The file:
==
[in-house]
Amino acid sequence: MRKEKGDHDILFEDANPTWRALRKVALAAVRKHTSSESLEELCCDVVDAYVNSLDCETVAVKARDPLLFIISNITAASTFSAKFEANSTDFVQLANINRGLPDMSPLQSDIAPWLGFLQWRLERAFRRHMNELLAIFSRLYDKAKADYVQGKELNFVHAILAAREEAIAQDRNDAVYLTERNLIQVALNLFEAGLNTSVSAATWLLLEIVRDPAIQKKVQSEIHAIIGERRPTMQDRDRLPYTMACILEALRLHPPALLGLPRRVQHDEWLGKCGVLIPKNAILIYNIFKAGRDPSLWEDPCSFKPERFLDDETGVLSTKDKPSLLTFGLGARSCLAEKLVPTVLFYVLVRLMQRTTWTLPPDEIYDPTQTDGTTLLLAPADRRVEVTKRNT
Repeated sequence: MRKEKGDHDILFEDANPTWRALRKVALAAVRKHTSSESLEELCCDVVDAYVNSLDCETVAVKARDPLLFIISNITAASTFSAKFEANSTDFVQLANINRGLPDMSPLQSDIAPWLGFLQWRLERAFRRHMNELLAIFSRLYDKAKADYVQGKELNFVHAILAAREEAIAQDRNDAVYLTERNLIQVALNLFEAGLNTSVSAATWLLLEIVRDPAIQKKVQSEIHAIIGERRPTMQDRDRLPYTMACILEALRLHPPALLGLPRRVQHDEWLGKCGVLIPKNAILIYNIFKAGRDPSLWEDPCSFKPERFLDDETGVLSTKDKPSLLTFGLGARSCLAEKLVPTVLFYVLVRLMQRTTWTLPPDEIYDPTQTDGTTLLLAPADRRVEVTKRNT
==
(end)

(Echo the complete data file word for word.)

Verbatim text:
[in-house]
Amino acid sequence: MRKEKGDHDILFEDANPTWRALRKVALAAVRKHTSSESLEELCCDVVDAYVNSLDCETVAVKARDPLLFIISNITAASTFSAKFEANSTDFVQLANINRGLPDMSPLQSDIAPWLGFLQWRLERAFRRHMNELLAIFSRLYDKAKADYVQGKELNFVHAILAAREEAIAQDRNDAVYLTERNLIQVALNLFEAGLNTSVSAATWLLLEIVRDPAIQKKVQSEIHAIIGERRPTMQDRDRLPYTMACILEALRLHPPALLGLPRRVQHDEWLGKCGVLIPKNAILIYNIFKAGRDPSLWEDPCSFKPERFLDDETGVLSTKDKPSLLTFGLGARSCLAEKLVPTVLFYVLVRLMQRTTWTLPPDEIYDPTQTDGTTLLLAPADRRVEVTKRNT
Repeated sequence: MRKEKGDHDILFEDANPTWRALRKVALAAVRKHTSSESLEELCCDVVDAYVNSLDCETVAVKARDPLLFIISNITAASTFSAKFEANSTDFVQLANINRGLPDMSPLQSDIAPWLGFLQWRLERAFRRHMNELLAIFSRLYDKAKADYVQGKELNFVHAILAAREEAIAQDRNDAVYLTERNLIQVALNLFEAGLNTSVSAATWLLLEIVRDPAIQKKVQSEIHAIIGERRPTMQDRDRLPYTMACILEALRLHPPALLGLPRRVQHDEWLGKCGVLIPKNAILIYNIFKAGRDPSLWEDPCSFKPERFLDDETGVLSTKDKPSLLTFGLGARSCLAEKLVPTVLFYVLVRLMQRTTWTLPPDEIYDPTQTDGTTLLLAPADRRVEVTKRNT